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Title: Prevalence of schistosomiasis mansoni in indigenous Maxakali villages, Minas Gerais, Brazil.
Authors: Nacife, Maria Beatriz Pena e Silva Leite
Siqueira, Liliane Maria Vidal
Martins, Rafael
Vianna, Valeska Natiely
Barbosa, Keila Furbino
Masioli, Cássio Zumerle
Silva, Jaime Costa da
Coelho, George Luiz Lins Machado
Keywords: Helminthes
Indigenous populations
Parasitological techniques
Issue Date: 2018
Citation: NACIFE, M. B. P. e S. L. et al. Prevalence of schistosomiasis mansoni in indigenous Maxakali villages, Minas Gerais, Brazil. Revista do Instituto de Medicina Tropical de São Paulo, São Paulo, v. 60, p. 1-7, 2018. Disponível em: <>. Acesso em: 7 mar. 2019.
Abstract: Intestinal parasitic infections are a common health problem among Amerindian populations and schistosomiasis represents one of the most prevalent diseases in Maxakali people. The Kato-Katz is the diagnostic method recommended by WHO for epidemiological studies; however, one of the technique’s limitations is the failure to detect parasites in individuals with low parasite load. The aim of this study was to establish the prevalence of Schistosoma mansoni in indigenous Maxakali villages, evaluating the TF-Test® performance for diagnosis compared to the Kato-Katz technique. Stool samples from 545 individuals were processed by the TF-Test® (1 sample) and Kato-Katz (1 slide). The positivity rate for S. mansoni by Kato-Katz was 45.7%. The rate by the TF-Test® was 33.2%, and 51.9% by the combined parasitological techniques. The amplitude of parasite load was 24 to 4,056 eggs per gram of feces (epg), with a geometric mean of 139 epg. The co-positivity, co-negativity, and accuracy values by TF-Test® in relation to Kato-Katz were 59.0%, 88.5%, and 75.0%, respectively. The agreement between these techniques was moderate (k=0.486) as determined by the kappa index. Thus, the results of this study demonstrated that the performance of Kato-Katz was superior (p <0.05) to that of TF-Test® in the detection of S. mansoni. The combination of TF-Test® and Kato-Katz resulted in an increased positivity rate of S. mansoni, demonstrating the high risk of infection to which indigenous populations are exposed and the importance of the implementation of control strategies in Maxakali villages.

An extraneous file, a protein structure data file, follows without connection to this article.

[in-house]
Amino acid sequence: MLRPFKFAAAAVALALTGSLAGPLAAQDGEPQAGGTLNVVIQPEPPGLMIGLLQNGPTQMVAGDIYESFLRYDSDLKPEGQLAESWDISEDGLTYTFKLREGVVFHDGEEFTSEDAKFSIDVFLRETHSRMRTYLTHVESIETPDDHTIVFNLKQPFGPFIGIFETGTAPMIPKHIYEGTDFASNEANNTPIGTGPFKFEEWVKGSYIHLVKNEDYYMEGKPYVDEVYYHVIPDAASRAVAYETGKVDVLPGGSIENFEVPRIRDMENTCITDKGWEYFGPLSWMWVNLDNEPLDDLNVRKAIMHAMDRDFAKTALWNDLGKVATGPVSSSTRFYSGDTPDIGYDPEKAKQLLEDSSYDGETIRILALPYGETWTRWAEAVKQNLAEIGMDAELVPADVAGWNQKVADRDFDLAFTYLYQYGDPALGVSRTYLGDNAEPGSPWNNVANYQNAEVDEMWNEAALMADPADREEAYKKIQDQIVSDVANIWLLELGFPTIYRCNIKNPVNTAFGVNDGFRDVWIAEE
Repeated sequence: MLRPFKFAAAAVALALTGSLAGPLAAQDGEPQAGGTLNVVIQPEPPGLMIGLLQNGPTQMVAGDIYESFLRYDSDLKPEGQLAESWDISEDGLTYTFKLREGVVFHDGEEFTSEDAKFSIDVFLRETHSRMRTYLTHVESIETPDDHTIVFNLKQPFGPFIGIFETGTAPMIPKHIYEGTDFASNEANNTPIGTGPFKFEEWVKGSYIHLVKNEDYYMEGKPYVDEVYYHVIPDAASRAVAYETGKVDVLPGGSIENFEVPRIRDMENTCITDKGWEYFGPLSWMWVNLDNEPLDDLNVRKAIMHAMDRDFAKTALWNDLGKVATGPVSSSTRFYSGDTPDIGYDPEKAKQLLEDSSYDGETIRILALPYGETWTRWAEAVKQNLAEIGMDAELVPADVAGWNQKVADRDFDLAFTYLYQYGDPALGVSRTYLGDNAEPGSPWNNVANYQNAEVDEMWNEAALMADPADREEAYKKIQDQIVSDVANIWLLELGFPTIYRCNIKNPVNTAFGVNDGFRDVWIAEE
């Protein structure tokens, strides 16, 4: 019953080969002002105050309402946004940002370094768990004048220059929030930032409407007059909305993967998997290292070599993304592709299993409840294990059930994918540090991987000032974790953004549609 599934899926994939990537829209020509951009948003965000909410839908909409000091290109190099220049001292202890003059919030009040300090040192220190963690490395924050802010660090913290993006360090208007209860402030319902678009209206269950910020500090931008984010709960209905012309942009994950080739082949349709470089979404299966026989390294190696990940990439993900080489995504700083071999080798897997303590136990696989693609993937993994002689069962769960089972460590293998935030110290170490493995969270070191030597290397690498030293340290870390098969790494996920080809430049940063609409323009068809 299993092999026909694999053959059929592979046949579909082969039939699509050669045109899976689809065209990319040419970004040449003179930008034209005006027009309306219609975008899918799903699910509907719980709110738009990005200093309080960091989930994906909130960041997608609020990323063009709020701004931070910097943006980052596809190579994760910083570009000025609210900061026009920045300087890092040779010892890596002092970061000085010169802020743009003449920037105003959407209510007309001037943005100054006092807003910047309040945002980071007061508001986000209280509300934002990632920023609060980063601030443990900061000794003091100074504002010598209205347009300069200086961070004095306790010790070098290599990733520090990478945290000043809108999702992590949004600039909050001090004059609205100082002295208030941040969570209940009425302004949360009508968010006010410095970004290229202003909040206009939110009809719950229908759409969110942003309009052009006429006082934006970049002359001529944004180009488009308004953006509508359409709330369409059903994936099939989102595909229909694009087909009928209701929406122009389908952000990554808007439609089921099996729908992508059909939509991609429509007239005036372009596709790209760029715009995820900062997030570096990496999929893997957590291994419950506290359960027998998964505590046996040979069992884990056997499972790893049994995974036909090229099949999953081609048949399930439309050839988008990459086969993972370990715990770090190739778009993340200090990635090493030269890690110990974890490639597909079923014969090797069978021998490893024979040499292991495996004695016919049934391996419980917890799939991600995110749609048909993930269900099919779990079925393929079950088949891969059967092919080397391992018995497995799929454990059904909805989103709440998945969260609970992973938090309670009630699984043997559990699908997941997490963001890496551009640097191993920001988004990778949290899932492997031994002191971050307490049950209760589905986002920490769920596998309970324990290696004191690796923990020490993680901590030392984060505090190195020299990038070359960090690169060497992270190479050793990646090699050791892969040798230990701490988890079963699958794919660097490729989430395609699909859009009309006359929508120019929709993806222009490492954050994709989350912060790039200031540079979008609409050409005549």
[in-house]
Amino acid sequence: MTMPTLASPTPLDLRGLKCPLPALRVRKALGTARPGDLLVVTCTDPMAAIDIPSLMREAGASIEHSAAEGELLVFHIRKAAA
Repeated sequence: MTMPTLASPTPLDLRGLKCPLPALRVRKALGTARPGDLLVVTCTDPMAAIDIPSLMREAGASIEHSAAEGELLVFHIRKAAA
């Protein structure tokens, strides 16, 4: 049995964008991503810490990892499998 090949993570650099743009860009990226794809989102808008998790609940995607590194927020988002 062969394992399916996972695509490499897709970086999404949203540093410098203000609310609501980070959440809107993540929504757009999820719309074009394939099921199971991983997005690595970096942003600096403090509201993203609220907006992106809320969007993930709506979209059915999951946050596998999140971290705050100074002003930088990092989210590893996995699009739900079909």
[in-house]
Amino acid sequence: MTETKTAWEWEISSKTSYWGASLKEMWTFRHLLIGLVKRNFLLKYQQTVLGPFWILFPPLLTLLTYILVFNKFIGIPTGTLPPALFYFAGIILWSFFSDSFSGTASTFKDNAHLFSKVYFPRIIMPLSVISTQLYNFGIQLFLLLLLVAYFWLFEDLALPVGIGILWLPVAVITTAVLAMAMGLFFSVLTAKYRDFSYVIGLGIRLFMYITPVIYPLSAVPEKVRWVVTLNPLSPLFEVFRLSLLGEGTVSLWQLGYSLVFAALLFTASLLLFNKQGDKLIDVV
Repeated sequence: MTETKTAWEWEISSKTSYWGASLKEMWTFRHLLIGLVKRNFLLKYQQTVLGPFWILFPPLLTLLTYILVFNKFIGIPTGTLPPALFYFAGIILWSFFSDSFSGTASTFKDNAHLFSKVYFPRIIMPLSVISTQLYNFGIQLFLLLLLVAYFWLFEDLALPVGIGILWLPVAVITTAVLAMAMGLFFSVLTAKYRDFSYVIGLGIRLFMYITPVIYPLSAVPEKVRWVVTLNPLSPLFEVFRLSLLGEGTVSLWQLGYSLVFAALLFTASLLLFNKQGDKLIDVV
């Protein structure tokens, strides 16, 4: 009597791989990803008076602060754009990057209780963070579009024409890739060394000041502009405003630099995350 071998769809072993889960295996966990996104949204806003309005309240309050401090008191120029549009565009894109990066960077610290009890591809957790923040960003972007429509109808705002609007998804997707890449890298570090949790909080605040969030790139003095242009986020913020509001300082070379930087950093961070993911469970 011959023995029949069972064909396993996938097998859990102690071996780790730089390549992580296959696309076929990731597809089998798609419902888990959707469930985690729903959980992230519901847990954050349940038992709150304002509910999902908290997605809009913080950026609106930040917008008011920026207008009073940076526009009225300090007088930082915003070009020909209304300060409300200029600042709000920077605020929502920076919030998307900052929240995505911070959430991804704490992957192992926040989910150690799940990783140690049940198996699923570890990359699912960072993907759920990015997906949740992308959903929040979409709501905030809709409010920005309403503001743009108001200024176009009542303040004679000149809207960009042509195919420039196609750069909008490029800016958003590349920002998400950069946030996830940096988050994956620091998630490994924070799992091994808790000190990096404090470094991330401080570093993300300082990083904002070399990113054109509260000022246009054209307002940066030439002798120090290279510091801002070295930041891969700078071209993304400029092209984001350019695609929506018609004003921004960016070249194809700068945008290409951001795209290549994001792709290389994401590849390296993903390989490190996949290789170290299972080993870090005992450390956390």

ISSN: 1678-9946
metadata.dc.rights.license: This is an open-access article distributed under the terms of the Creative Commons Attribution License. Fonte: o próprio artigo.
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